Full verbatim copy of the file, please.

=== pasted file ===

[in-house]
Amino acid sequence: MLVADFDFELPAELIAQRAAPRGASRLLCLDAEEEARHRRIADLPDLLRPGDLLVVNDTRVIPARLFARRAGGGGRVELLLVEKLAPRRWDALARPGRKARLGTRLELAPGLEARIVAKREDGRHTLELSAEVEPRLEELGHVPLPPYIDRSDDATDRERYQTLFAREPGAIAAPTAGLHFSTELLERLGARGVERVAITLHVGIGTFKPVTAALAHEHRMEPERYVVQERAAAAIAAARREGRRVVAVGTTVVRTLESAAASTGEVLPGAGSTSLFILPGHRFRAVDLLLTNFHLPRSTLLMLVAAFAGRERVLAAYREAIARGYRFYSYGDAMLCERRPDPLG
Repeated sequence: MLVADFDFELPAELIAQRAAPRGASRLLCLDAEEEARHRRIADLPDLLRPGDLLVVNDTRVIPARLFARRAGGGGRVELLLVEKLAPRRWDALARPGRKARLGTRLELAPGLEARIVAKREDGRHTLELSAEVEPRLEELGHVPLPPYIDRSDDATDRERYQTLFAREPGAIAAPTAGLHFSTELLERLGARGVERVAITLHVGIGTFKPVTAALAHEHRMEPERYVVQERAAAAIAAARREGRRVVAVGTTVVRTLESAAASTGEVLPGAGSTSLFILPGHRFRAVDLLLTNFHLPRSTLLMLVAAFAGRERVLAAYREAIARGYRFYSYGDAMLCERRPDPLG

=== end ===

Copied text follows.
[in-house]
Amino acid sequence: MLVADFDFELPAELIAQRAAPRGASRLLCLDAEEEARHRRIADLPDLLRPGDLLVVNDTRVIPARLFARRAGGGGRVELLLVEKLAPRRWDALARPGRKARLGTRLELAPGLEARIVAKREDGRHTLELSAEVEPRLEELGHVPLPPYIDRSDDATDRERYQTLFAREPGAIAAPTAGLHFSTELLERLGARGVERVAITLHVGIGTFKPVTAALAHEHRMEPERYVVQERAAAAIAAARREGRRVVAVGTTVVRTLESAAASTGEVLPGAGSTSLFILPGHRFRAVDLLLTNFHLPRSTLLMLVAAFAGRERVLAAYREAIARGYRFYSYGDAMLCERRPDPLG
Repeated sequence: MLVADFDFELPAELIAQRAAPRGASRLLCLDAEEEARHRRIADLPDLLRPGDLLVVNDTRVIPARLFARRAGGGGRVELLLVEKLAPRRWDALARPGRKARLGTRLELAPGLEARIVAKREDGRHTLELSAEVEPRLEELGHVPLPPYIDRSDDATDRERYQTLFAREPGAIAAPTAGLHFSTELLERLGARGVERVAITLHVGIGTFKPVTAALAHEHRMEPERYVVQERAAAAIAAARREGRRVVAVGTTVVRTLESAAASTGEVLPGAGSTSLFILPGHRFRAVDLLLTNFHLPRSTLLMLVAAFAGRERVLAAYREAIARGYRFYSYGDAMLCERRPDPLG